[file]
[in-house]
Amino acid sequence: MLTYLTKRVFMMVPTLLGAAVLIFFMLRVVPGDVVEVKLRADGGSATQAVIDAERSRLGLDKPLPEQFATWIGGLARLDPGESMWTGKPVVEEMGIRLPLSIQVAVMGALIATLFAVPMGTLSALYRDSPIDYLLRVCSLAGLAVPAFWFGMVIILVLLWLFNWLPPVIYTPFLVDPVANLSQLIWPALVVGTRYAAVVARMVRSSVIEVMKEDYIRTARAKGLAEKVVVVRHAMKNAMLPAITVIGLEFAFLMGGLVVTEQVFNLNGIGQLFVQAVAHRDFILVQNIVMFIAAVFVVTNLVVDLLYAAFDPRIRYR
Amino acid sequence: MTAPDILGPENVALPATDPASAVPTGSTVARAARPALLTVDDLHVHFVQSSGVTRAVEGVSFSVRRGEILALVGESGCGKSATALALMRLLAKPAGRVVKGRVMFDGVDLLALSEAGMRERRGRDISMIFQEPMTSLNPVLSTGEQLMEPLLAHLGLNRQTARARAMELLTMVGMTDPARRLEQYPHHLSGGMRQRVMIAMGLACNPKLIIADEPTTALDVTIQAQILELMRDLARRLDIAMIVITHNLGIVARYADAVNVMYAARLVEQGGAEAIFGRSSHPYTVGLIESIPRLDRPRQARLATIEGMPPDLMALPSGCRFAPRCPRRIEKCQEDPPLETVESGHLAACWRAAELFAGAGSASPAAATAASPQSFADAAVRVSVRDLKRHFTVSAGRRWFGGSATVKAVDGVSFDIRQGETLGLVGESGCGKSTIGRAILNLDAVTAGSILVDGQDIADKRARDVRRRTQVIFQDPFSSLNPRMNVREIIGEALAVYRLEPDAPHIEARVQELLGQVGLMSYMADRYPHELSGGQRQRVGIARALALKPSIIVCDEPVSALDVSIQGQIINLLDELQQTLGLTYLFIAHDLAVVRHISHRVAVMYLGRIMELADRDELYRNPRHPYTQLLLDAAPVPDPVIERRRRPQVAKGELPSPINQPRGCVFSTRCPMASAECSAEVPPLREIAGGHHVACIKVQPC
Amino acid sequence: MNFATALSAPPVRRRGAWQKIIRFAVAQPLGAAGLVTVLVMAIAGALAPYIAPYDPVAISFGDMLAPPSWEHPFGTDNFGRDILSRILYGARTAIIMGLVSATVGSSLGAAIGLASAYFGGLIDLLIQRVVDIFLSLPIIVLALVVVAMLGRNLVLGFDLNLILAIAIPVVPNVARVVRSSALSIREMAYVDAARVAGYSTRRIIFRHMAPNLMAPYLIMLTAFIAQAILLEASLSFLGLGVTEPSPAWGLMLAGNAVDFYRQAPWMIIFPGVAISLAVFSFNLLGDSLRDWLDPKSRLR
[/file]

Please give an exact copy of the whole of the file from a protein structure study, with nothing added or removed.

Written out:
[in-house]
Amino acid sequence: MLTYLTKRVFMMVPTLLGAAVLIFFMLRVVPGDVVEVKLRADGGSATQAVIDAERSRLGLDKPLPEQFATWIGGLARLDPGESMWTGKPVVEEMGIRLPLSIQVAVMGALIATLFAVPMGTLSALYRDSPIDYLLRVCSLAGLAVPAFWFGMVIILVLLWLFNWLPPVIYTPFLVDPVANLSQLIWPALVVGTRYAAVVARMVRSSVIEVMKEDYIRTARAKGLAEKVVVVRHAMKNAMLPAITVIGLEFAFLMGGLVVTEQVFNLNGIGQLFVQAVAHRDFILVQNIVMFIAAVFVVTNLVVDLLYAAFDPRIRYR
Amino acid sequence: MTAPDILGPENVALPATDPASAVPTGSTVARAARPALLTVDDLHVHFVQSSGVTRAVEGVSFSVRRGEILALVGESGCGKSATALALMRLLAKPAGRVVKGRVMFDGVDLLALSEAGMRERRGRDISMIFQEPMTSLNPVLSTGEQLMEPLLAHLGLNRQTARARAMELLTMVGMTDPARRLEQYPHHLSGGMRQRVMIAMGLACNPKLIIADEPTTALDVTIQAQILELMRDLARRLDIAMIVITHNLGIVARYADAVNVMYAARLVEQGGAEAIFGRSSHPYTVGLIESIPRLDRPRQARLATIEGMPPDLMALPSGCRFAPRCPRRIEKCQEDPPLETVESGHLAACWRAAELFAGAGSASPAAATAASPQSFADAAVRVSVRDLKRHFTVSAGRRWFGGSATVKAVDGVSFDIRQGETLGLVGESGCGKSTIGRAILNLDAVTAGSILVDGQDIADKRARDVRRRTQVIFQDPFSSLNPRMNVREIIGEALAVYRLEPDAPHIEARVQELLGQVGLMSYMADRYPHELSGGQRQRVGIARALALKPSIIVCDEPVSALDVSIQGQIINLLDELQQTLGLTYLFIAHDLAVVRHISHRVAVMYLGRIMELADRDELYRNPRHPYTQLLLDAAPVPDPVIERRRRPQVAKGELPSPINQPRGCVFSTRCPMASAECSAEVPPLREIAGGHHVACIKVQPC
Amino acid sequence: MNFATALSAPPVRRRGAWQKIIRFAVAQPLGAAGLVTVLVMAIAGALAPYIAPYDPVAISFGDMLAPPSWEHPFGTDNFGRDILSRILYGARTAIIMGLVSATVGSSLGAAIGLASAYFGGLIDLLIQRVVDIFLSLPIIVLALVVVAMLGRNLVLGFDLNLILAIAIPVVPNVARVVRSSALSIREMAYVDAARVAGYSTRRIIFRHMAPNLMAPYLIMLTAFIAQAILLEASLSFLGLGVTEPSPAWGLMLAGNAVDFYRQAPWMIIFPGVAISLAVFSFNLLGDSLRDWLDPKSRLR